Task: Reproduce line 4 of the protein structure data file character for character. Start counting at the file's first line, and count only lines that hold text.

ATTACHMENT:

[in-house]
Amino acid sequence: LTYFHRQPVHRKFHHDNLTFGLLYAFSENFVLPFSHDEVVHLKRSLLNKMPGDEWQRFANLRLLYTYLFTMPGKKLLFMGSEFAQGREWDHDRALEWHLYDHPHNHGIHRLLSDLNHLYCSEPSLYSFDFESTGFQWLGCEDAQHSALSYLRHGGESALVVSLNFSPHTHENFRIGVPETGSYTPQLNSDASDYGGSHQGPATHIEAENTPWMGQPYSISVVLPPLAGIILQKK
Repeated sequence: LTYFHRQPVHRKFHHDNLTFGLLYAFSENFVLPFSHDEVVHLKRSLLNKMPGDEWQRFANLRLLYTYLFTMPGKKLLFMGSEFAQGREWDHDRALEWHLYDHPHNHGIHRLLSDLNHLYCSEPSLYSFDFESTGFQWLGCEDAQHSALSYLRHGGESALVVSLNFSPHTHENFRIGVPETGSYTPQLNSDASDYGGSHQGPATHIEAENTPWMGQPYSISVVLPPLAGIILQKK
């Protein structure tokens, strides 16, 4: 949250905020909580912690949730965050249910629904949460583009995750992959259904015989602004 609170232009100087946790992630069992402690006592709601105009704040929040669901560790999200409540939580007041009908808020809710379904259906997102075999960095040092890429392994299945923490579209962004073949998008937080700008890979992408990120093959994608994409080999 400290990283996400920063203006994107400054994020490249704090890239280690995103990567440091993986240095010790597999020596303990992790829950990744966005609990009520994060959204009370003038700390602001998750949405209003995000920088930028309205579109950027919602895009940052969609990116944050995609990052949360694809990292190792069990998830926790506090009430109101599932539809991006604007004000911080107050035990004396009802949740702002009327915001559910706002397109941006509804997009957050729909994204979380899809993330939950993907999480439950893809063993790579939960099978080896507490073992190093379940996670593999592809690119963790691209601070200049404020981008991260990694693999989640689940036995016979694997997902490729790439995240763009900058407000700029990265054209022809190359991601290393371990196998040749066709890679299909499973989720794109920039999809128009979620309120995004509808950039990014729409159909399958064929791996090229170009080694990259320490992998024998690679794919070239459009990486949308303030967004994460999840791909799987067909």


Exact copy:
């Protein structure tokens, strides 16, 4: 949250905020909580912690949730965050249910629904949460583009995750992959259904015989602004 609170232009100087946790992630069992402690006592709601105009704040929040669901560790999200409540939580007041009908808020809710379904259906997102075999960095040092890429392994299945923490579209962004073949998008937080700008890979992408990120093959994608994409080999 400290990283996400920063203006994107400054994020490249704090890239280690995103990567440091993986240095010790597999020596303990992790829950990744966005609990009520994060959204009370003038700390602001998750949405209003995000920088930028309205579109950027919602895009940052969609990116944050995609990052949360694809990292190792069990998830926790506090009430109101599932539809991006604007004000911080107050035990004396009802949740702002009327915001559910706002397109941006509804997009957050729909994204979380899809993330939950993907999480439950893809063993790579939960099978080896507490073992190093379940996670593999592809690119963790691209601070200049404020981008991260990694693999989640689940036995016979694997997902490729790439995240763009900058407000700029990265054209022809190359991601290393371990196998040749066709890679299909499973989720794109920039999809128009979620309120995004509808950039990014729409159909399958064929791996090229170009080694990259320490992998024998690679794919070239459009990486949308303030967004994460999840791909799987067909």